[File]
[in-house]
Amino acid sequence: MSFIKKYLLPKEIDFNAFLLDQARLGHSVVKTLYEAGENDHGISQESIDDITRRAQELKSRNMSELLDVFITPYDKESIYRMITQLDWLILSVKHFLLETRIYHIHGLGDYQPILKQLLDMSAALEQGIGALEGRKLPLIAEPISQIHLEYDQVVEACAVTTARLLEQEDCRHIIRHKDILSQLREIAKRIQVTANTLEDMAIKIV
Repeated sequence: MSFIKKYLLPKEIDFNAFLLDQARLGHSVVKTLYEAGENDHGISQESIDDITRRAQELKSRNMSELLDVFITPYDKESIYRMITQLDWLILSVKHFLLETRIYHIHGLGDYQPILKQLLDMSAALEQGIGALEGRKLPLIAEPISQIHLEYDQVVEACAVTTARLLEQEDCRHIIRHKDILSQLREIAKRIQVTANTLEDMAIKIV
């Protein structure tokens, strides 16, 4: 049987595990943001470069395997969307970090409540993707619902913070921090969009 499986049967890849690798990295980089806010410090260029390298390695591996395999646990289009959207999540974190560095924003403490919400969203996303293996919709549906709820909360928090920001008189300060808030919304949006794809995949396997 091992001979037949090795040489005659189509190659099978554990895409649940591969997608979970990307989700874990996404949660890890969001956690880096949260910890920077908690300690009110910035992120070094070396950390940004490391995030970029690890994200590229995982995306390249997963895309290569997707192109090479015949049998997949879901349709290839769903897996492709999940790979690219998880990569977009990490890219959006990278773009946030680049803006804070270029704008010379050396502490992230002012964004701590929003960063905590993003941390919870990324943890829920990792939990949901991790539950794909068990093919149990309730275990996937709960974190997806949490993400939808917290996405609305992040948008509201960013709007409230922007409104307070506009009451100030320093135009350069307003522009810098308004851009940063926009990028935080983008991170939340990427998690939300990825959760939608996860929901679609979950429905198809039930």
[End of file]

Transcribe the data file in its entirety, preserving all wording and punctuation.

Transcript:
[in-house]
Amino acid sequence: MSFIKKYLLPKEIDFNAFLLDQARLGHSVVKTLYEAGENDHGISQESIDDITRRAQELKSRNMSELLDVFITPYDKESIYRMITQLDWLILSVKHFLLETRIYHIHGLGDYQPILKQLLDMSAALEQGIGALEGRKLPLIAEPISQIHLEYDQVVEACAVTTARLLEQEDCRHIIRHKDILSQLREIAKRIQVTANTLEDMAIKIV
Repeated sequence: MSFIKKYLLPKEIDFNAFLLDQARLGHSVVKTLYEAGENDHGISQESIDDITRRAQELKSRNMSELLDVFITPYDKESIYRMITQLDWLILSVKHFLLETRIYHIHGLGDYQPILKQLLDMSAALEQGIGALEGRKLPLIAEPISQIHLEYDQVVEACAVTTARLLEQEDCRHIIRHKDILSQLREIAKRIQVTANTLEDMAIKIV
């Protein structure tokens, strides 16, 4: 049987595990943001470069395997969307970090409540993707619902913070921090969009 499986049967890849690798990295980089806010410090260029390298390695591996395999646990289009959207999540974190560095924003403490919400969203996303293996919709549906709820909360928090920001008189300060808030919304949006794809995949396997 091992001979037949090795040489005659189509190659099978554990895409649940591969997608979970990307989700874990996404949660890890969001956690880096949260910890920077908690300690009110910035992120070094070396950390940004490391995030970029690890994200590229995982995306390249997963895309290569997707192109090479015949049998997949879901349709290839769903897996492709999940790979690219998880990569977009990490890219959006990278773009946030680049803006804070270029704008010379050396502490992230002012964004701590929003960063905590993003941390919870990324943890829920990792939990949901991790539950794909068990093919149990309730275990996937709960974190997806949490993400939808917290996405609305992040948008509201960013709007409230922007409104307070506009009451100030320093135009350069307003522009810098308004851009940063926009990028935080983008991170939340990427998690939300990825959760939608996860929901679609979950429905198809039930």